Back to galleries

MU69 Occulation - South Africa - June 3 2017

New Horizons flew past Pluto two years ago, in July 2015. But the outer solar system has more things to see, so the spacecraft is now headed to fly past a Kuiper Belt Object (KBO) on January 1, 2019.

The KBO is a small chunk of ice named 2014 MU69, at a distance of around 44 AU. We know where to find it in the sky, but we don't know its orbit precisely enough to target the spacecraft's cameras as we fly past it. Taking more images -- even with Hubble or large ground-based telescopes -- won't do the job. But hope is not lost: there are several stellar occultations, where MU69 will pass in front of a distant star, that can be used to help measure the KBO's position and size. If you set up a telescope at the right place, and observe the right star at the right time, you'll see it briefly blink out. If you do this from even a couple of different places along the shadow path, you can get a good idea of the size and position of the body.

This is relatively common thing to do for a 'large' body like Pluto. MU69 is comparably tiny -- some 10,000 times fainter -- and this makes observing an occultation a real challenge. But, New Horizons has just one chance to fly past it, so in prep for the encounter, the mission and NASA decided to invest substantial effort into a large campaign to observe three occultations with MU69 during the summer of 2017.

I was lucky enough to be invited to join about 25 others in heading to South Africa to observe the occultation on the morning of June 3, 2017 (the first of three occultations). We brought 5000 pounds of telescopes with us, primarily a dozen 16-inch motorized Dobsonians, fitted with low-noise detectors. Our plan was to fly to Cape Town, get up to speed on the equipment, and then spread apart across the occultation path, in order to observe the event on the morning of the 3rd. Another group of 25 headed to Argentina to see the same event, essentially a backup in case of bad weather at one site.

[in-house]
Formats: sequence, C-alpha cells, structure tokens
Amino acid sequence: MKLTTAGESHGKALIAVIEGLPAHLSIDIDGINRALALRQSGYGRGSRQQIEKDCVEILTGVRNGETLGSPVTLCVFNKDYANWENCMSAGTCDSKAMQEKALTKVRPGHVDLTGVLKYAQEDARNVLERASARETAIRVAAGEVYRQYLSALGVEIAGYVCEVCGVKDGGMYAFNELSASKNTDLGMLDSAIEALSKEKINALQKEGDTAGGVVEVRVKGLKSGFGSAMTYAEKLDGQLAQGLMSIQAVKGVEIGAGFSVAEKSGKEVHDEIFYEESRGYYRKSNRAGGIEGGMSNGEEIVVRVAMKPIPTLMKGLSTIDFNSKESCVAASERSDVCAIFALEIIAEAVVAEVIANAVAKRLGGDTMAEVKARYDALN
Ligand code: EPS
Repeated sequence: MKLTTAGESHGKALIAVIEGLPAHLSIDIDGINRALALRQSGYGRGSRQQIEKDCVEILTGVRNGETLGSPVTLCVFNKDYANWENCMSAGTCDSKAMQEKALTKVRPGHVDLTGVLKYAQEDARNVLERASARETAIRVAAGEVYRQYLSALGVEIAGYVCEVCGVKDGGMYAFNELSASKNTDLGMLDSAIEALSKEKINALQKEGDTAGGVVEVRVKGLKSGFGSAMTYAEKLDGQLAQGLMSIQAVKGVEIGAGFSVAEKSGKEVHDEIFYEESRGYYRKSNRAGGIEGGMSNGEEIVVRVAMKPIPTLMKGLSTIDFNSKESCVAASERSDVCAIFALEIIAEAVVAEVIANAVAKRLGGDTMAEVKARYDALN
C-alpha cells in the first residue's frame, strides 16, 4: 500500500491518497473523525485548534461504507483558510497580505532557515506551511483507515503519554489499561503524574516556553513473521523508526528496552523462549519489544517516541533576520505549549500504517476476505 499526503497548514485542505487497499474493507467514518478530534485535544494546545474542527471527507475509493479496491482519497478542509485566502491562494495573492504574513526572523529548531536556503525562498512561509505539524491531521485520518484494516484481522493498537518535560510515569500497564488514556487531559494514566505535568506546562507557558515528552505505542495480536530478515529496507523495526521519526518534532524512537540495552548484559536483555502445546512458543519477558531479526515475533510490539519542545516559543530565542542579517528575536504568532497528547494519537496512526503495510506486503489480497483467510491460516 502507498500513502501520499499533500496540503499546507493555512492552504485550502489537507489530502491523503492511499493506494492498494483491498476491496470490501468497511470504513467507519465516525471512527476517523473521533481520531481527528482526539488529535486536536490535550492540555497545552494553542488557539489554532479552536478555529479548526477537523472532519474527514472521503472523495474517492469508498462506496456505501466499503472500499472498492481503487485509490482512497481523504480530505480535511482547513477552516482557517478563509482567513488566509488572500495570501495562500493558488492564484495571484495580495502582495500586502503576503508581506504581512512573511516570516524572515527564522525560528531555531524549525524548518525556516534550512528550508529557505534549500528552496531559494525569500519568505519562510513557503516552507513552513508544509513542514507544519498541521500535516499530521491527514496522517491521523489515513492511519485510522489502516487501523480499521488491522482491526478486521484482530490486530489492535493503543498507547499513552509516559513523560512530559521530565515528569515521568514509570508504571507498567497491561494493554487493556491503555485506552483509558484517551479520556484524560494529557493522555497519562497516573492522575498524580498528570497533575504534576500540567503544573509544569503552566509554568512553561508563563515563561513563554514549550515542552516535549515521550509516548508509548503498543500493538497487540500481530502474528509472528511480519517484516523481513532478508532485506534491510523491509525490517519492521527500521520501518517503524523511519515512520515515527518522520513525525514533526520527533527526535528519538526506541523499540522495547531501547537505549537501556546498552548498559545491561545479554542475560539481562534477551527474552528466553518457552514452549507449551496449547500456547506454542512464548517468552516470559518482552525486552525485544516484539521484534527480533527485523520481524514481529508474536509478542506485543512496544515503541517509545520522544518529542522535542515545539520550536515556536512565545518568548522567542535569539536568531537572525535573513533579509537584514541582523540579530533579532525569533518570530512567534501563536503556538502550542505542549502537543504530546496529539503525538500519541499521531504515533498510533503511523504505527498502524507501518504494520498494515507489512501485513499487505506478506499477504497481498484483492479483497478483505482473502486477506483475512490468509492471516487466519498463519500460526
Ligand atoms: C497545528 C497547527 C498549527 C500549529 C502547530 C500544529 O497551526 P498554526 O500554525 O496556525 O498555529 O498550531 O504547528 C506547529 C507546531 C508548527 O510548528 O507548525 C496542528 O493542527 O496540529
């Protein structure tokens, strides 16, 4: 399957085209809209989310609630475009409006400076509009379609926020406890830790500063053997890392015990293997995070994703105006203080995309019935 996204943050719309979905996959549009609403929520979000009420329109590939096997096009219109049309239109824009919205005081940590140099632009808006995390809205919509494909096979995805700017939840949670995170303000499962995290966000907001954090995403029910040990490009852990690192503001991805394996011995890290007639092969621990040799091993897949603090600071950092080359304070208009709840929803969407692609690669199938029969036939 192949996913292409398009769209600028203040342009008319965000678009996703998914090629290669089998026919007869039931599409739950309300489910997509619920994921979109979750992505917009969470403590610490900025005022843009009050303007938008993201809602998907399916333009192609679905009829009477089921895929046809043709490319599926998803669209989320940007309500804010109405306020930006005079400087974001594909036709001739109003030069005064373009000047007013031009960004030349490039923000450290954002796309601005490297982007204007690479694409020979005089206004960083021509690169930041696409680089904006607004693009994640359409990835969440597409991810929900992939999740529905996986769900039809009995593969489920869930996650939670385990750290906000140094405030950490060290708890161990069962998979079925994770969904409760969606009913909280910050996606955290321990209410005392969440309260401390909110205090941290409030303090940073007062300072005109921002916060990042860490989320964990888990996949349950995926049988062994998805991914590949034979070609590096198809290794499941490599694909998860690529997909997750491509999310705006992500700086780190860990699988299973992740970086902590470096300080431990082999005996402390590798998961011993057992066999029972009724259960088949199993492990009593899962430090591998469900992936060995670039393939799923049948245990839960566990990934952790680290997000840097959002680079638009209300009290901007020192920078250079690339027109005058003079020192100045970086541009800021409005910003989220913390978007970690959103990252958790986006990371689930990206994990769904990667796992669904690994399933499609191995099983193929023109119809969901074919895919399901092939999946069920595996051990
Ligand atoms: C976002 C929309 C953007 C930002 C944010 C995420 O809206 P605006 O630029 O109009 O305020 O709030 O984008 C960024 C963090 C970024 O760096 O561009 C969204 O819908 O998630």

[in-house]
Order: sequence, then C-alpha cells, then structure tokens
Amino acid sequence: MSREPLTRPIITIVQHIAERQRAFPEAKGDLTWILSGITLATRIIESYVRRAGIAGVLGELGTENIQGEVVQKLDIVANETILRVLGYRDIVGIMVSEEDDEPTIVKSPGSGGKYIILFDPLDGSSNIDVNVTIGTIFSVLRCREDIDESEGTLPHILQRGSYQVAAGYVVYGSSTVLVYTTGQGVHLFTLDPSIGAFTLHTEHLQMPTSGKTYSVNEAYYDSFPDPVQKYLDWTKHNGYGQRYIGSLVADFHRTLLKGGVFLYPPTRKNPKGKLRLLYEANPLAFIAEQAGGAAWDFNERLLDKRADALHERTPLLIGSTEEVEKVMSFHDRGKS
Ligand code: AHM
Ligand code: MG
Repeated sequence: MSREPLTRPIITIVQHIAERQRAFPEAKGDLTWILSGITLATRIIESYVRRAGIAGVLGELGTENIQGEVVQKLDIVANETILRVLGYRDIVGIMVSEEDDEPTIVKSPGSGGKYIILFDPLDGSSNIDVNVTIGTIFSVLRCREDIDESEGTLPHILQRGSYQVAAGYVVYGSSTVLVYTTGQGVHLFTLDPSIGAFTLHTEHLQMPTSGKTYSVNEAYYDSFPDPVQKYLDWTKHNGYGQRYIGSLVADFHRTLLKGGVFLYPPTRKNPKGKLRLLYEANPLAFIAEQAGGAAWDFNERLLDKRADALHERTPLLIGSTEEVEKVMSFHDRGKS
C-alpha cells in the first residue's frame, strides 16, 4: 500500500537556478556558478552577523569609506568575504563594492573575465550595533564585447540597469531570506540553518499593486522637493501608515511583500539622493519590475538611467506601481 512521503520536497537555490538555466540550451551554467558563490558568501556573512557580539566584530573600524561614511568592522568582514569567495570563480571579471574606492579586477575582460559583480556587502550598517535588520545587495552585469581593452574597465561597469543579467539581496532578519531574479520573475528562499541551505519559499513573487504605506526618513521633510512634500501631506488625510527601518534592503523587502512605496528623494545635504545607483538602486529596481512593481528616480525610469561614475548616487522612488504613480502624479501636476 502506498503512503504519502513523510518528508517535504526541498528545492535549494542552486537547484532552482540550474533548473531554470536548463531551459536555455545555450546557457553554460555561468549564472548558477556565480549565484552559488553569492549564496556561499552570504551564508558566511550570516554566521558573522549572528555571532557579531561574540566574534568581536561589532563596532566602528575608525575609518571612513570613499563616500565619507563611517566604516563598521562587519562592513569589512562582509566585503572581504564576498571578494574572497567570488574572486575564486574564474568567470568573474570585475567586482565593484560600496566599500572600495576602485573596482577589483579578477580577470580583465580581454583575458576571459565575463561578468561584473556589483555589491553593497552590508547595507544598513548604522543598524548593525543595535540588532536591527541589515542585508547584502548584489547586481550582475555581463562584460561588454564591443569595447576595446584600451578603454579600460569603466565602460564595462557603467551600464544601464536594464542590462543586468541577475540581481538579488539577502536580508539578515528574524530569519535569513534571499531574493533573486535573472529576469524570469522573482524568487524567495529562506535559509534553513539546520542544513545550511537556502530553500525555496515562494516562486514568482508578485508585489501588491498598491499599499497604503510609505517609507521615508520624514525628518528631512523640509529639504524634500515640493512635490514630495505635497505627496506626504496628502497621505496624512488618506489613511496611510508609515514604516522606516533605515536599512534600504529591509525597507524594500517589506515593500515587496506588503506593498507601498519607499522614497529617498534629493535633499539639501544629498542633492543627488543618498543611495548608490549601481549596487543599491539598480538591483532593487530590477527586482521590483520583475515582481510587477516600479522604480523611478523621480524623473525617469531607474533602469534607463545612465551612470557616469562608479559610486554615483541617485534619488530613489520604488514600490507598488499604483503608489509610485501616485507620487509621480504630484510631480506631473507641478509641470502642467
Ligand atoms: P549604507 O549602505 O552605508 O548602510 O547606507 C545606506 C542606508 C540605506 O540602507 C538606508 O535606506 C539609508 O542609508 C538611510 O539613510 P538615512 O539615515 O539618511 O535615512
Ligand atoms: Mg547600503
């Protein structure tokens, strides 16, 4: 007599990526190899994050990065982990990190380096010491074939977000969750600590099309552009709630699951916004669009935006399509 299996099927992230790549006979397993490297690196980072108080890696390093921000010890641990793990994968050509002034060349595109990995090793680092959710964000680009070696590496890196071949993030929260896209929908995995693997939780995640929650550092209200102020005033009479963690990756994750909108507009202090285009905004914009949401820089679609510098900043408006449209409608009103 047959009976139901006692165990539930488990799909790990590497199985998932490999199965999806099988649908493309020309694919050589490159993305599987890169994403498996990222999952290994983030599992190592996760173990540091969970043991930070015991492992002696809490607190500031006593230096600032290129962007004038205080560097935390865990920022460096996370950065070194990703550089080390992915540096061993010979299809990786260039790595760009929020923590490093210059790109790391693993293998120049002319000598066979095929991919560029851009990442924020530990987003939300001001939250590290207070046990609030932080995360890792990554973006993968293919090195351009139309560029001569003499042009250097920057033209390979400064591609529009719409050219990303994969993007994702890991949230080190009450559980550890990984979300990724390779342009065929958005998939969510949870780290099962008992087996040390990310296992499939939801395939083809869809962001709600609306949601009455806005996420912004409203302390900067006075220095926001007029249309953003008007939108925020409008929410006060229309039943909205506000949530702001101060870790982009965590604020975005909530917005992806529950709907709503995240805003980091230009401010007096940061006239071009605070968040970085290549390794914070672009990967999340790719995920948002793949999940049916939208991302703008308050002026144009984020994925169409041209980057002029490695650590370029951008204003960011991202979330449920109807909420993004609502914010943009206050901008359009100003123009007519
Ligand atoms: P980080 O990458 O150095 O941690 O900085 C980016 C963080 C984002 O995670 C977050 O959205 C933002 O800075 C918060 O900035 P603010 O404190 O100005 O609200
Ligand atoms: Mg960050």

Although I've analyzed a lot of occultation data from from the ground and New Horizons, this was my first* occultation-chasing trip. This trip had a combination of professional astronomers (students, postdocs, faculty, etc.) and some very advanced amateurs, and we all learned from each other. It's an amazing world where we get to do these sorts of projects while traipsing past sage brush and springbok, and see the effects several years later in our new knowledge of the Kuiper belt.

As of early July, the data taken in June were still being analyzed. This particular occultation is a lot more complex than a Pluto occultation: smaller target, many more chords, and low SNR. [Update: Check out the NASA press release on the occultation results!]

Many thanks to the organizers for bringing me on board, and for everyone else for putting up with me sticking a camera in their face!

* I attempted to observe a Pluto occultation from Sutherland with Amanda Sickafoose, but we were blizzarded out and were eating lamb shank in town by the time of the event. And, Trina Ruhland reminded me that I observed an asteroid occultation with her and her dad -- my thesis advisor, John Bally -- at their rooftop observatory in Colorado.

A few other pages worth reading: